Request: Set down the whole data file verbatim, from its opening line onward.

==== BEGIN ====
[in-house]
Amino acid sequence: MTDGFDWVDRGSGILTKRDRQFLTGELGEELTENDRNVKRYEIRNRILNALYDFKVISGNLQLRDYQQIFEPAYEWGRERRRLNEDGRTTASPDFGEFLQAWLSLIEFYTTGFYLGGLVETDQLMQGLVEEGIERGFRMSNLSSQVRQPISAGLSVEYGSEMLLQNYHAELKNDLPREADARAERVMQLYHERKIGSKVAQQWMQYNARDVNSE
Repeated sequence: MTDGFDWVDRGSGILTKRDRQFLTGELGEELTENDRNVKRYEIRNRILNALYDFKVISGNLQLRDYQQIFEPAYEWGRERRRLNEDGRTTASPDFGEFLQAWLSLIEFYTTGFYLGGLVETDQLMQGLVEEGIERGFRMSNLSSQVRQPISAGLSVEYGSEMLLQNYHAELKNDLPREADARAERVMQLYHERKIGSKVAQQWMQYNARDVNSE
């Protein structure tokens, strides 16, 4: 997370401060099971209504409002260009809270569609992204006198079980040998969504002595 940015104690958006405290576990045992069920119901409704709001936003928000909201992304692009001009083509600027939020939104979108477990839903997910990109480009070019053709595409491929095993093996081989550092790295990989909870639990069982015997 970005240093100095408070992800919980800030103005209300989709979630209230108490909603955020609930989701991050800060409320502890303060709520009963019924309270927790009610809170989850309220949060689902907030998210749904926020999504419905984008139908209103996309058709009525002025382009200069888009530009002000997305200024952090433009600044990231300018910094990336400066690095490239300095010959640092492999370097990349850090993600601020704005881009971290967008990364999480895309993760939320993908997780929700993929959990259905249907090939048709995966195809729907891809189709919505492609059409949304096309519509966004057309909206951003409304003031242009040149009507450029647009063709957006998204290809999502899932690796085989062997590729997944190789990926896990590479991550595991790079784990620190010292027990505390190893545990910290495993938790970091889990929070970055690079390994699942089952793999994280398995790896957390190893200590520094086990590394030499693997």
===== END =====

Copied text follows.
[in-house]
Amino acid sequence: MTDGFDWVDRGSGILTKRDRQFLTGELGEELTENDRNVKRYEIRNRILNALYDFKVISGNLQLRDYQQIFEPAYEWGRERRRLNEDGRTTASPDFGEFLQAWLSLIEFYTTGFYLGGLVETDQLMQGLVEEGIERGFRMSNLSSQVRQPISAGLSVEYGSEMLLQNYHAELKNDLPREADARAERVMQLYHERKIGSKVAQQWMQYNARDVNSE
Repeated sequence: MTDGFDWVDRGSGILTKRDRQFLTGELGEELTENDRNVKRYEIRNRILNALYDFKVISGNLQLRDYQQIFEPAYEWGRERRRLNEDGRTTASPDFGEFLQAWLSLIEFYTTGFYLGGLVETDQLMQGLVEEGIERGFRMSNLSSQVRQPISAGLSVEYGSEMLLQNYHAELKNDLPREADARAERVMQLYHERKIGSKVAQQWMQYNARDVNSE
């Protein structure tokens, strides 16, 4: 997370401060099971209504409002260009809270569609992204006198079980040998969504002595 940015104690958006405290576990045992069920119901409704709001936003928000909201992304692009001009083509600027939020939104979108477990839903997910990109480009070019053709595409491929095993093996081989550092790295990989909870639990069982015997 970005240093100095408070992800919980800030103005209300989709979630209230108490909603955020609930989701991050800060409320502890303060709520009963019924309270927790009610809170989850309220949060689902907030998210749904926020999504419905984008139908209103996309058709009525002025382009200069888009530009002000997305200024952090433009600044990231300018910094990336400066690095490239300095010959640092492999370097990349850090993600601020704005881009971290967008990364999480895309993760939320993908997780929700993929959990259905249907090939048709995966195809729907891809189709919505492609059409949304096309519509966004057309909206951003409304003031242009040149009507450029647009063709957006998204290809999502899932690796085989062997590729997944190789990926896990590479991550595991790079784990620190010292027990505390190893545990910290495993938790970091889990929070970055690079390994699942089952793999994280398995790896957390190893200590520094086990590394030499693997």